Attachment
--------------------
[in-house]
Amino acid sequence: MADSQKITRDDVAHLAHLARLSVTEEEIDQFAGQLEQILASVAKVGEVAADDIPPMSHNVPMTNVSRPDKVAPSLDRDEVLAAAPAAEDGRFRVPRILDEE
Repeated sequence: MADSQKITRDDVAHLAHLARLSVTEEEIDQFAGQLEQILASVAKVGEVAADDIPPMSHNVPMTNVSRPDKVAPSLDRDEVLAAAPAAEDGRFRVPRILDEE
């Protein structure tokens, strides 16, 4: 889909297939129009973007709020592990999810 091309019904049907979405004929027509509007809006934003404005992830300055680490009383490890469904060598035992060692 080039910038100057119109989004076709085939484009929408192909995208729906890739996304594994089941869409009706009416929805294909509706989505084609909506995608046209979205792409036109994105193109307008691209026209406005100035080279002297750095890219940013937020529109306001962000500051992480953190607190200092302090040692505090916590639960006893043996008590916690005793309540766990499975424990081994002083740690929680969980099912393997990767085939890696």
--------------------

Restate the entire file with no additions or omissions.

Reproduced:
[in-house]
Amino acid sequence: MADSQKITRDDVAHLAHLARLSVTEEEIDQFAGQLEQILASVAKVGEVAADDIPPMSHNVPMTNVSRPDKVAPSLDRDEVLAAAPAAEDGRFRVPRILDEE
Repeated sequence: MADSQKITRDDVAHLAHLARLSVTEEEIDQFAGQLEQILASVAKVGEVAADDIPPMSHNVPMTNVSRPDKVAPSLDRDEVLAAAPAAEDGRFRVPRILDEE
């Protein structure tokens, strides 16, 4: 889909297939129009973007709020592990999810 091309019904049907979405004929027509509007809006934003404005992830300055680490009383490890469904060598035992060692 080039910038100057119109989004076709085939484009929408192909995208729906890739996304594994089941869409009706009416929805294909509706989505084609909506995608046209979205792409036109994105193109307008691209026209406005100035080279002297750095890219940013937020529109306001962000500051992480953190607190200092302090040692505090916590639960006893043996008590916690005793309540766990499975424990081994002083740690929680969980099912393997990767085939890696």